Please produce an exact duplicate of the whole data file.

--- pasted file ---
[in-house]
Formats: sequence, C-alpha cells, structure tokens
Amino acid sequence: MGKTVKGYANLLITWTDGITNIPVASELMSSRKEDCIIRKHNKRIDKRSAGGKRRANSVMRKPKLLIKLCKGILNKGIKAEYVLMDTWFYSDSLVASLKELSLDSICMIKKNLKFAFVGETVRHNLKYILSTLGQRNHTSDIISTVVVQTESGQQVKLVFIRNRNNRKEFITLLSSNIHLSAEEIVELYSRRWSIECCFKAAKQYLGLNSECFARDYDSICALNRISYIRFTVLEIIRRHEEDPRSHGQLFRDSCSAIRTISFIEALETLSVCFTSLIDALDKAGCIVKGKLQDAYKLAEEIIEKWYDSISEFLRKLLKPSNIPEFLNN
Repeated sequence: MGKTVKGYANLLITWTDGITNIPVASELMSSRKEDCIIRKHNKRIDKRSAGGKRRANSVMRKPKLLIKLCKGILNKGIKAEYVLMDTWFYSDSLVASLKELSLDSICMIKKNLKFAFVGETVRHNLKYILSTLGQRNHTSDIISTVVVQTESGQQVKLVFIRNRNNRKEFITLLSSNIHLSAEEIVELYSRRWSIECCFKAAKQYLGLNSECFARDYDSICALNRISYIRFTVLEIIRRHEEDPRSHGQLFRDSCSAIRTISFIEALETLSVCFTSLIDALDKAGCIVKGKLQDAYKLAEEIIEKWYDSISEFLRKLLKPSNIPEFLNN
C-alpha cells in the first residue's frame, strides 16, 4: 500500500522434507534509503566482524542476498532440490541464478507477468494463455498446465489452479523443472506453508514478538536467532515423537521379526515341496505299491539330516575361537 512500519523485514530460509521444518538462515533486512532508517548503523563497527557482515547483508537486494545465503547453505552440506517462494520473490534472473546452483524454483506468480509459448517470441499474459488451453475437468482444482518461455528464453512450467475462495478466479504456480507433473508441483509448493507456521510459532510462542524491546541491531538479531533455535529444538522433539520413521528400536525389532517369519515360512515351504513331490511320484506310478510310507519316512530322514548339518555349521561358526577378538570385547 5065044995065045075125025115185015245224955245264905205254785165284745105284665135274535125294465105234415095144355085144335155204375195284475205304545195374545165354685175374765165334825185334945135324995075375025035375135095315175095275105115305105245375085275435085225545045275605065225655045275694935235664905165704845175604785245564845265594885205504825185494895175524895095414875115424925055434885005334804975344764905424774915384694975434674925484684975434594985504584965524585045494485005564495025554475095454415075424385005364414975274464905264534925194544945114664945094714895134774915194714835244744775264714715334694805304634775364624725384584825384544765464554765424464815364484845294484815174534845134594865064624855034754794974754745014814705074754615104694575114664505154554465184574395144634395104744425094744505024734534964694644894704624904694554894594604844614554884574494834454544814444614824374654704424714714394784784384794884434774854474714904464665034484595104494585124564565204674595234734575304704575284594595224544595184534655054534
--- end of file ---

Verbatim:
[in-house]
Formats: sequence, C-alpha cells, structure tokens
Amino acid sequence: MGKTVKGYANLLITWTDGITNIPVASELMSSRKEDCIIRKHNKRIDKRSAGGKRRANSVMRKPKLLIKLCKGILNKGIKAEYVLMDTWFYSDSLVASLKELSLDSICMIKKNLKFAFVGETVRHNLKYILSTLGQRNHTSDIISTVVVQTESGQQVKLVFIRNRNNRKEFITLLSSNIHLSAEEIVELYSRRWSIECCFKAAKQYLGLNSECFARDYDSICALNRISYIRFTVLEIIRRHEEDPRSHGQLFRDSCSAIRTISFIEALETLSVCFTSLIDALDKAGCIVKGKLQDAYKLAEEIIEKWYDSISEFLRKLLKPSNIPEFLNN
Repeated sequence: MGKTVKGYANLLITWTDGITNIPVASELMSSRKEDCIIRKHNKRIDKRSAGGKRRANSVMRKPKLLIKLCKGILNKGIKAEYVLMDTWFYSDSLVASLKELSLDSICMIKKNLKFAFVGETVRHNLKYILSTLGQRNHTSDIISTVVVQTESGQQVKLVFIRNRNNRKEFITLLSSNIHLSAEEIVELYSRRWSIECCFKAAKQYLGLNSECFARDYDSICALNRISYIRFTVLEIIRRHEEDPRSHGQLFRDSCSAIRTISFIEALETLSVCFTSLIDALDKAGCIVKGKLQDAYKLAEEIIEKWYDSISEFLRKLLKPSNIPEFLNN
C-alpha cells in the first residue's frame, strides 16, 4: 500500500522434507534509503566482524542476498532440490541464478507477468494463455498446465489452479523443472506453508514478538536467532515423537521379526515341496505299491539330516575361537 512500519523485514530460509521444518538462515533486512532508517548503523563497527557482515547483508537486494545465503547453505552440506517462494520473490534472473546452483524454483506468480509459448517470441499474459488451453475437468482444482518461455528464453512450467475462495478466479504456480507433473508441483509448493507456521510459532510462542524491546541491531538479531533455535529444538522433539520413521528400536525389532517369519515360512515351504513331490511320484506310478510310507519316512530322514548339518555349521561358526577378538570385547 5065044995065045075125025115185015245224955245264905205254785165284745105284665135274535125294465105234415095144355085144335155204375195284475205304545195374545165354685175374765165334825185334945135324995075375025035375135095315175095275105115305105245375085275435085225545045275605065225655045275694935235664905165704845175604785245564845265594885205504825185494895175524895095414875115424925055434885005334804975344764905424774915384694975434674925484684975434594985504584965524585045494485005564495025554475095454415075424385005364414975274464905264534925194544945114664945094714895134774915194714835244744775264714715334694805304634775364624725384584825384544765464554765424464815364484845294484815174534845134594865064624855034754794974754745014814705074754615104694575114664505154554465184574395144634395104744425094744505024734534964694644894704624904694554894594604844614554884574494834454544814444614824374654704424714714394784784384794884434774854474714904464665034484595104494585124564565204674595234734575304704575284594595224544595184534655054534